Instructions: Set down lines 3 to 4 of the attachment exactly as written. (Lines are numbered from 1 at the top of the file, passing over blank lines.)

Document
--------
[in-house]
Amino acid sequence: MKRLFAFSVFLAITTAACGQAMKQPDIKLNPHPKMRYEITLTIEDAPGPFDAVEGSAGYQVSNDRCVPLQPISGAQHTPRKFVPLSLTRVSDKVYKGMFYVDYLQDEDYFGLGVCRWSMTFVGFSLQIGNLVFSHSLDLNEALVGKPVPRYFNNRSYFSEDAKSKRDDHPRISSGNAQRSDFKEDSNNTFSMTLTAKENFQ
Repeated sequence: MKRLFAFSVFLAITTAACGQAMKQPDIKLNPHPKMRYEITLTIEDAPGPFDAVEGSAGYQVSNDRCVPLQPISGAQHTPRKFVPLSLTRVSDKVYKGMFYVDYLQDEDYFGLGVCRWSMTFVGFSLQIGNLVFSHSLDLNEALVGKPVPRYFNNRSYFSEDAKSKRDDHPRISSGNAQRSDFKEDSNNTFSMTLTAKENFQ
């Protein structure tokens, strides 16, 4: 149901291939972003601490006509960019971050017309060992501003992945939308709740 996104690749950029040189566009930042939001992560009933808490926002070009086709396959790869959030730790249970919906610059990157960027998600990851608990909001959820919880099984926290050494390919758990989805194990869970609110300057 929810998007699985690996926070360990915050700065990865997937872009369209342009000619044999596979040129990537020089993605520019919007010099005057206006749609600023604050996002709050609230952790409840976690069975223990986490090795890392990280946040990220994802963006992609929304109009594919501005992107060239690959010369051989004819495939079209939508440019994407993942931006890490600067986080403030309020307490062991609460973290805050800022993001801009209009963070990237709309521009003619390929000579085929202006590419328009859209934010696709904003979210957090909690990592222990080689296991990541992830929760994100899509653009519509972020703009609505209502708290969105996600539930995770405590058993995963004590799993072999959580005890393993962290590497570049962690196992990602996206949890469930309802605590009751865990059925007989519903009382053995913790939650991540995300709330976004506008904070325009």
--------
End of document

Repeated sequence: MKRLFAFSVFLAITTAACGQAMKQPDIKLNPHPKMRYEITLTIEDAPGPFDAVEGSAGYQVSNDRCVPLQPISGAQHTPRKFVPLSLTRVSDKVYKGMFYVDYLQDEDYFGLGVCRWSMTFVGFSLQIGNLVFSHSLDLNEALVGKPVPRYFNNRSYFSEDAKSKRDDHPRISSGNAQRSDFKEDSNNTFSMTLTAKENFQ
């Protein structure tokens, strides 16, 4: 149901291939972003601490006509960019971050017309060992501003992945939308709740 996104690749950029040189566009930042939001992560009933808490926002070009086709396959790869959030730790249970919906610059990157960027998600990851608990909001959820919880099984926290050494390919758990989805194990869970609110300057 929810998007699985690996926070360990915050700065990865997937872009369209342009000619044999596979040129990537020089993605520019919007010099005057206006749609600023604050996002709050609230952790409840976690069975223990986490090795890392990280946040990220994802963006992609929304109009594919501005992107060239690959010369051989004819495939079209939508440019994407993942931006890490600067986080403030309020307490062991609460973290805050800022993001801009209009963070990237709309521009003619390929000579085929202006590419328009859209934010696709904003979210957090909690990592222990080689296991990541992830929760994100899509653009519509972020703009609505209502708290969105996600539930995770405590058993995963004590799993072999959580005890393993962290590497570049962690196992990602996206949890469930309802605590009751865990059925007989519903009382053995913790939650991540995300709330976004506008904070325009």